Substance-wise, Indian cinema has light years to go: Shah

Substance-wise, Indian cinema has light years to go: Shah

Asking home audiences to "demand more" from their filmmakers, noted actor Naseeruddin Shah has said that in terms of quality and substance, Indian cinema still has "light years to go".

"As far as quality and substance in our cinema is concerned, we have light years to go. There are the occasional glimpses of hope but too few and far between," Shah said.

The 63-year-old Indian thespian, who is in Singapore for one-night for the staging of the play 'A Walk In The Woods', that talks of relationship between India and Pakistan.

Shah plays a Pakistani diplomat and actor Rajit Kapoor is his Indian counterpart.The original play by American playwright Lee Blessing has been adapted to feature the tense ties between India and Pakistan, the two nuclear-armed neighbours.

Talking about the Indian audience psyche, the actor said, "Our audiences are too easily satisfied. I wish they demand more," the Straits Times today quoted Shah as saying.

"Until that happens, we will go on churning out the same brain-dead stuff we have been churning out the last 100 years," Shah said.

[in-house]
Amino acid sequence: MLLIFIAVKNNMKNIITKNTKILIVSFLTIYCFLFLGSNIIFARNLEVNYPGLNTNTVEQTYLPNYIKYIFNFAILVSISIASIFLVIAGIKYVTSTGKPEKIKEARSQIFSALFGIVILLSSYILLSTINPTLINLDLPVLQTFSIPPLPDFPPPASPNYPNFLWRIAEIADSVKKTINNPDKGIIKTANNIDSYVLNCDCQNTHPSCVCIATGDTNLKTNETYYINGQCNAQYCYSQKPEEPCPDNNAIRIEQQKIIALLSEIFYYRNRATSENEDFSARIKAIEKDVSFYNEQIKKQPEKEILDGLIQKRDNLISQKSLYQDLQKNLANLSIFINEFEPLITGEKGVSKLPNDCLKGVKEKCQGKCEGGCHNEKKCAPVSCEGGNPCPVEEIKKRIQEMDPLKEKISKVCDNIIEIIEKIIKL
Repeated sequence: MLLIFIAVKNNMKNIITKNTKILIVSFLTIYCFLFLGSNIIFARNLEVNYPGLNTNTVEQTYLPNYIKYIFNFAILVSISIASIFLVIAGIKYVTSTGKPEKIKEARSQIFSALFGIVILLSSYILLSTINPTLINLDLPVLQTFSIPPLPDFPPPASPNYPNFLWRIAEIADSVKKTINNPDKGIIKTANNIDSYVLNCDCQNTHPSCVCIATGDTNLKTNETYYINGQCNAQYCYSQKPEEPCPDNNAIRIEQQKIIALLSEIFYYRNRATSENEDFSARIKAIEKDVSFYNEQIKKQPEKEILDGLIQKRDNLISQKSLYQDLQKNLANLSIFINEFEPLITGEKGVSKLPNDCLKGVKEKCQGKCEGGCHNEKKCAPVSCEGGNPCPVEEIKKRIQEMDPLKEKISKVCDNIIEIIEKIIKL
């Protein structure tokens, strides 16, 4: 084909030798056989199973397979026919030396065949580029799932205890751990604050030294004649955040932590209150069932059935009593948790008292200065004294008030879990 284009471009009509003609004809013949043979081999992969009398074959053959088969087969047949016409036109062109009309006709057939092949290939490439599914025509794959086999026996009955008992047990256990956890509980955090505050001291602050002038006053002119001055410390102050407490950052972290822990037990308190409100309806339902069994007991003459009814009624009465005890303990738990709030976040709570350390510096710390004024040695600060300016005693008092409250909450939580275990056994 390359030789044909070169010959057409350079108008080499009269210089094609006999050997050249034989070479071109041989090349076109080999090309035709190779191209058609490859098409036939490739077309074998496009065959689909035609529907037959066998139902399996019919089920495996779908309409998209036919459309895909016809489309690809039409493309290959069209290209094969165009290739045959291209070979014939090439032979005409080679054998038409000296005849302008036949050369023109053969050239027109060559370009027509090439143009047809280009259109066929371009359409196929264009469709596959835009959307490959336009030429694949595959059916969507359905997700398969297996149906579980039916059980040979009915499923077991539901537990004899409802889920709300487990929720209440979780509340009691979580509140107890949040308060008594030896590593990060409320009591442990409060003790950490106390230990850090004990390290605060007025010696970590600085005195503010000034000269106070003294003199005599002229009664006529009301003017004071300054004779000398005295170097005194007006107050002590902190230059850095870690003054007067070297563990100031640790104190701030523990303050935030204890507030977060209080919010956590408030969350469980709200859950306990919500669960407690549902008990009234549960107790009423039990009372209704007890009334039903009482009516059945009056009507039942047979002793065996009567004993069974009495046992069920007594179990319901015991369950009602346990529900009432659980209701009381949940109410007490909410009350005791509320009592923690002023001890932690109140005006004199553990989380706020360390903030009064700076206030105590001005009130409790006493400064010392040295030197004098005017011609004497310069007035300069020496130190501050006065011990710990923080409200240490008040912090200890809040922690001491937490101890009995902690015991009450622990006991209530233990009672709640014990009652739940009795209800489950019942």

Pointing to the treatment of the play featuring the cross-border nations, the actor said, it is "free from Bollywood stereo-types", and, it was important.

"I refuse to see any jingoistic Indian film, but it is futile to blame commercial cinema for pandering to the basest possible instinct – that is its function," Shah said.

On the adaption, the acclaimed actor said, "It was no point doing the original", and that the India-Pakistan setting "made for engrossing and meaningful drama".

"We feel that the issues in this play, namely friendship and peaceful co-existence, are important. It offered a possibility to study these well-meaning people with references to the problems that exist between the two countries," he said.

And, Shah felt, "the way to exorcise this visceral hatred for the other is to try and make a friend on the other side...We hope we are contributing to this cause by presenting the Pakistani character as a sensitive though gregarious person who talks sense, instead of the bumbling idiot he is always presented as in Hindi cinema".

The play is directed by Shah's wife Ratna Pathak Shah. 

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